A breakfast brain-storming was an unusual feature of the Hartley Agency business practice. Normally, Cleo and Dorothy had a second breakfast together early in the week to talk over agency cases and procedures, but Saturday had revealed the urgency of getting things done, especially for Dorothy, who had created quite a stir with her report on Eve Bates.
If Ed Fargo was the real villain in the piece they would need firm evidence as to what he had done before they could hold him responsible, and that would require Dr Fargo to be found, dead or alive. Until then, the couple was to be kept under arrest.
Dorothy did her weekend shopping and was glad to be home. As usual, she would cook and eat lunch, making sure that her cat Mimi got her share, and then put her feet up for an hour before devoting herself to one of Beethoven’s trickier sonata movements. Today it would be the so-called Moonlight Sonata, which, after a soothing first movement and an almost singable second one, settled for advanced finger gymnastics in the third movement.
But it was not to be. Dorothy was awakened from her siesta by the phone. It was Lisa Keys, the new director of the Finch Nightingales.
“What a nice surprise, Lisa.”
“Not so nice, Miss Price. I’m in hospital.”
“Did you eat something indigestible, like Jane Barker’s soup?”
“No. I’m not into soup, Miss Price. I have appendicitis.”
“Oh dear, you poor thing.“
“I feel a bit better now, but they’ll probably have to operate and I don’t know what to do about the next rehearsal.”
“Why don’t I just get on a bus and visit you, Lisa? We can talk much better head to head.”
“Do you want to do that?” said Lisa. “I’m so sorry for disturbing you.”
“No problem,“ said Dorothy, sensing that Lisa had more than one problem she needed to discuss. ”I’ll be there in about ninety minutes, Lisa. The bus drives as far as the hospital. That’s a relic from the days when visiting was only once or twice a week and no one had a car.”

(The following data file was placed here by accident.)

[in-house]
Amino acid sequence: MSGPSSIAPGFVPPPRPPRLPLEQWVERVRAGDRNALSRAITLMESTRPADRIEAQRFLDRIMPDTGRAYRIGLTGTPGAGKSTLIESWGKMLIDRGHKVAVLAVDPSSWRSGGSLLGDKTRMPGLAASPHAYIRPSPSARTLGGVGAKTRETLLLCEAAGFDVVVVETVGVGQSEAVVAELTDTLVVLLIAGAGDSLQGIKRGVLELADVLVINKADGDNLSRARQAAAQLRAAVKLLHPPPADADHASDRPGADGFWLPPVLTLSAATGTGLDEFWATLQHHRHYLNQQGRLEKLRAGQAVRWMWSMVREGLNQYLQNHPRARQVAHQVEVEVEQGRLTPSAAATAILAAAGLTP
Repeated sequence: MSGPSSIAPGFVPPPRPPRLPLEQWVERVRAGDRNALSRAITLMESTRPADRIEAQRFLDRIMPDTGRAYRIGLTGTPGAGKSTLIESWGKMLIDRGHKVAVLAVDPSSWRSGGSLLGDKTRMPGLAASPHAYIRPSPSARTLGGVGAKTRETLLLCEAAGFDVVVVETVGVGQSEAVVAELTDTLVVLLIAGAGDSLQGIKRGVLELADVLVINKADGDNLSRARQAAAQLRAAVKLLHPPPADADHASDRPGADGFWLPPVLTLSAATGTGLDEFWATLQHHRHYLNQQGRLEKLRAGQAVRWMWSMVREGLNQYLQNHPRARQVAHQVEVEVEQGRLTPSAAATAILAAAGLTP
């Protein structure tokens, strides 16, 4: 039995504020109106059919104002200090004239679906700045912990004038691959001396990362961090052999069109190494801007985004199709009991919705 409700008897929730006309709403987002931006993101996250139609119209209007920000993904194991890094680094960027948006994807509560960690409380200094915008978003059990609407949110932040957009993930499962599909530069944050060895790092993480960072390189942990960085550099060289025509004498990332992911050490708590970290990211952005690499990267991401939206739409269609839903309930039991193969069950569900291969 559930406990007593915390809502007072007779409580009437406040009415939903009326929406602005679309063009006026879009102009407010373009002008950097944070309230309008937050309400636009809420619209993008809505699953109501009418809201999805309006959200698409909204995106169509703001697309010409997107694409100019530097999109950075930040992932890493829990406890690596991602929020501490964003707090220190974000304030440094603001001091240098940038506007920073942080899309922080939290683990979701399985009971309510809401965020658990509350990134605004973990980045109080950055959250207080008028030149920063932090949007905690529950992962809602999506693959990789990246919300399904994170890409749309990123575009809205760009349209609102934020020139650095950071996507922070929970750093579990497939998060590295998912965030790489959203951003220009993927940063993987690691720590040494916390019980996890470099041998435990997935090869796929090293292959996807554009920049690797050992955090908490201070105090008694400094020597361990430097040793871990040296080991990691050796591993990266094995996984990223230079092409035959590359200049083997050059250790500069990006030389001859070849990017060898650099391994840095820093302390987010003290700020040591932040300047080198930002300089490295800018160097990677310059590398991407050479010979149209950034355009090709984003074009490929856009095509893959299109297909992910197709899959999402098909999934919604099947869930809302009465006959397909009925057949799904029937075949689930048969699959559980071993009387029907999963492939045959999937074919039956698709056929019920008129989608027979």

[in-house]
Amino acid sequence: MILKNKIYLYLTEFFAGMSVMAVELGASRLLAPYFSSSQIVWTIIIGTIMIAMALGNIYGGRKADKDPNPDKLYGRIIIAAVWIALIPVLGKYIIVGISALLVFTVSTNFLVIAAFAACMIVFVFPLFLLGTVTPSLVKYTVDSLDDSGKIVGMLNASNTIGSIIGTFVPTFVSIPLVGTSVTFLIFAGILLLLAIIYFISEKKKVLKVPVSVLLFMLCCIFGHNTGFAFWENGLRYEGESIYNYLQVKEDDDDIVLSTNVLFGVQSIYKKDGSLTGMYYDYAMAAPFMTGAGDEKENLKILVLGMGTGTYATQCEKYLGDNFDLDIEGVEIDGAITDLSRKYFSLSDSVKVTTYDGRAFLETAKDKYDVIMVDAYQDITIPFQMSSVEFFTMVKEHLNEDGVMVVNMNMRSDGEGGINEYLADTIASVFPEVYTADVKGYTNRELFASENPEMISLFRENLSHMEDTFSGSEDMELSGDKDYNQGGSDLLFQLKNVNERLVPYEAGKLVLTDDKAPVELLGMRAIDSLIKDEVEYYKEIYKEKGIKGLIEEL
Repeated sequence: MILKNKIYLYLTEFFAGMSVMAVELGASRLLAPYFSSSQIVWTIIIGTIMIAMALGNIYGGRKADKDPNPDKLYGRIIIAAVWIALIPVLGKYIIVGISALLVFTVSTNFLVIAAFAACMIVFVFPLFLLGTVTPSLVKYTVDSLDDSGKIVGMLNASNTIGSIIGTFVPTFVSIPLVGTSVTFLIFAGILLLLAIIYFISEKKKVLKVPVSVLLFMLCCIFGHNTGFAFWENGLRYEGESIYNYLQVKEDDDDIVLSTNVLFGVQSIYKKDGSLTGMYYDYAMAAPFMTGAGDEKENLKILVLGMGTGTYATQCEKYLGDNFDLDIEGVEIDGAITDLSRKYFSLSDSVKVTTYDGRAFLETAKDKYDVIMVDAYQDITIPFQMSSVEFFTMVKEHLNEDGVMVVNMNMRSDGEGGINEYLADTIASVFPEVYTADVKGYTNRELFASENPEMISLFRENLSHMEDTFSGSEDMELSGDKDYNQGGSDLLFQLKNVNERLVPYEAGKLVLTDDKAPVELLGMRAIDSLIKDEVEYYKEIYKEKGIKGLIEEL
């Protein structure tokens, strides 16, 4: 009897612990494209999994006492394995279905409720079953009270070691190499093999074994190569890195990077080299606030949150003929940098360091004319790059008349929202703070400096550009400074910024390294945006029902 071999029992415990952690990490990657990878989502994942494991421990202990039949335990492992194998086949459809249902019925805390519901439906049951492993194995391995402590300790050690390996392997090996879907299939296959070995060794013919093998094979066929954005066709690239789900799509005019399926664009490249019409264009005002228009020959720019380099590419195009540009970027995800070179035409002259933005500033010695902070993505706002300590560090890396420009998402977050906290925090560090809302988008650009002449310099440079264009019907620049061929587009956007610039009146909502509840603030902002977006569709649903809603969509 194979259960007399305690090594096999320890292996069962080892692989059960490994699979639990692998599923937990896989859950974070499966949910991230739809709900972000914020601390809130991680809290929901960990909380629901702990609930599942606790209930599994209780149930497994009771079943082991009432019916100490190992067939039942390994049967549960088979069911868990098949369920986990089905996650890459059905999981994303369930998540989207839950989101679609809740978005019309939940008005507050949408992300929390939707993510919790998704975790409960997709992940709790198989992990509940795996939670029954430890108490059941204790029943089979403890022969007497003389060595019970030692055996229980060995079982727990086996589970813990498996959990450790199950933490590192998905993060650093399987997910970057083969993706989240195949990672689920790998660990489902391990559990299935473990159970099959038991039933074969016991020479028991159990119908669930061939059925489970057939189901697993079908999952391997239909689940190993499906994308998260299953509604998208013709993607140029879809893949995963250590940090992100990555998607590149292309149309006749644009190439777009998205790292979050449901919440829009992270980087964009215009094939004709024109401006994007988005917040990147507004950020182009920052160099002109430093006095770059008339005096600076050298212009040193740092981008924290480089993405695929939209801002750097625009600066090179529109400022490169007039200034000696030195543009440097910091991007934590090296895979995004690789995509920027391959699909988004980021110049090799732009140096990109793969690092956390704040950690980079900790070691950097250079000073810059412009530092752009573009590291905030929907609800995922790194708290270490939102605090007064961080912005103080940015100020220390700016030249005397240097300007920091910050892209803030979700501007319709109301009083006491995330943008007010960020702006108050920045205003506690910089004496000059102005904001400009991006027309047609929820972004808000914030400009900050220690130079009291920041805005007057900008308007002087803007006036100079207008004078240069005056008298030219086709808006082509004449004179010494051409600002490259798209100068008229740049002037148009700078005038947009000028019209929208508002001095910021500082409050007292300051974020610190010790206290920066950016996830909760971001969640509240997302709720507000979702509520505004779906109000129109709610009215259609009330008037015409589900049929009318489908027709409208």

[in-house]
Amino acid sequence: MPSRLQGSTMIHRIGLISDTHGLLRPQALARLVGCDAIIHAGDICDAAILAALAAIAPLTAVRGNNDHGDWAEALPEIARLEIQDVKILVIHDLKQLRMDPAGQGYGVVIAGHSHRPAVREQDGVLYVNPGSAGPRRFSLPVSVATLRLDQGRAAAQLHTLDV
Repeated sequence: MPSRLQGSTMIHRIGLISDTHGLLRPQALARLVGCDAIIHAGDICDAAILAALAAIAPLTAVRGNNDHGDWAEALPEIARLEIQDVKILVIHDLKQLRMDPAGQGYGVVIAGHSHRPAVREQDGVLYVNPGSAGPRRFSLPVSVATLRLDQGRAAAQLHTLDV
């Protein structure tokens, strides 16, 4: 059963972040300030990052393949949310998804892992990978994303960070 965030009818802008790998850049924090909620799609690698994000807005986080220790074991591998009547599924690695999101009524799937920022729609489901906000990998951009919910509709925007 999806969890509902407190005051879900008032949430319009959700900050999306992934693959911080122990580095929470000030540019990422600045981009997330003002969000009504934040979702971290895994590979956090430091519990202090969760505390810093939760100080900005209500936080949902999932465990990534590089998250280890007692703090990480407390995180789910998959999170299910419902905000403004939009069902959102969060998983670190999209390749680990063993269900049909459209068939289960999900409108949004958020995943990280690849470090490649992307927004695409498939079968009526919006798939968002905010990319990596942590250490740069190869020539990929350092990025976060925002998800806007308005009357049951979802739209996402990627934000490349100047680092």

Niceties over, Dorothy could hardly wait to get to the core of her visit.
“Don’t worry about the rehearsal, Lisa. I don’t suppose many of the women feel much like singing. Most of them landed in hospital with food poisoning, and two are dead, but I suppose you know that.”
“Dead? I heard a rumour, but I didn’t take it seriously.”
“One died of heart failure, possibly brought on by the poisoning stress. The other lady was smothered.”
“Who would murder those women except for their singing?” said Lisa, and Dorothy immediately heard warning bells.
“The smothered one was Eileen Norton. Do you know which one that is? You haven’t had much time to learn names.”
“Enough time to know most of them, Miss Price, and Eileen Norton is or rather was a typical hanger-on. She was eager to please, but very timid with a tiny voice. She was also easily influenced by what is going on around her. There’s at least one in every chorus.”
“A third chorus member is also dead,” said Dorothy.
“You mean the woman found dead among the marigolds, I expect.”
“I got an anonymous phone call about that a day or two later.”
“Anonymous? Did you tell the police about it?”
“No. Should I have?”
“On reflection, I agree, though I thought it was a prank at the time.”
“Murder is not a prank, Lisa, and telling someone over the phone about a murder is very fishy indeed,” said Dorothy, who wondered if Lisa Keys was as naïve as she presented herself. “Did you recognise the voice of the caller?”
Dorothy mused silently that if it was Knowles who had phoned, she probably had not killed Margie. But somebody must have seen it happen and phoned for some other reason. On the other hand, if the call was a day or two later, it could have been anyone with thirst for some kind of sensationalism. Whatever the motive, it was someone who did not want to come forward, but hoped that Lisa Keys would.
“Eileen Norton was pally with the big prize-fighter woman with a voice like a Friesian cow,” said Lisa.
Dorothy could not help laughing. Knowles was not the only Friesian cow in that chorus, but definitely the loudest.
“It was an unlikely friendship, I thought,” Lisa continued. “The women were more interested in passing pills around than in singing, Miss Price.”
“Did you ask what was in them?”
“Yes. I was told that they were throat lozenges recommended by Mrs Finch.”
“Did you ask for one?”
“No. I wasn’t singng.”
“Was their source the big woman, the Friesian cow they call Babsi?”
“I think so.”
“Did you notice anything else, Lisa?”
“Funny you should ask that. At the last rehearsal we had a second short break before taking one final run at the song I was trying to teach them. The Friesian cow and Margie had been hissing at one another. They went out through the back entrance to smoke, and the big woman came back alone and said that Margie had gone home with a headache. Since the two of them had quarrelled before and gone outside to smoke at every rehearsal, I didn’t bother about it.”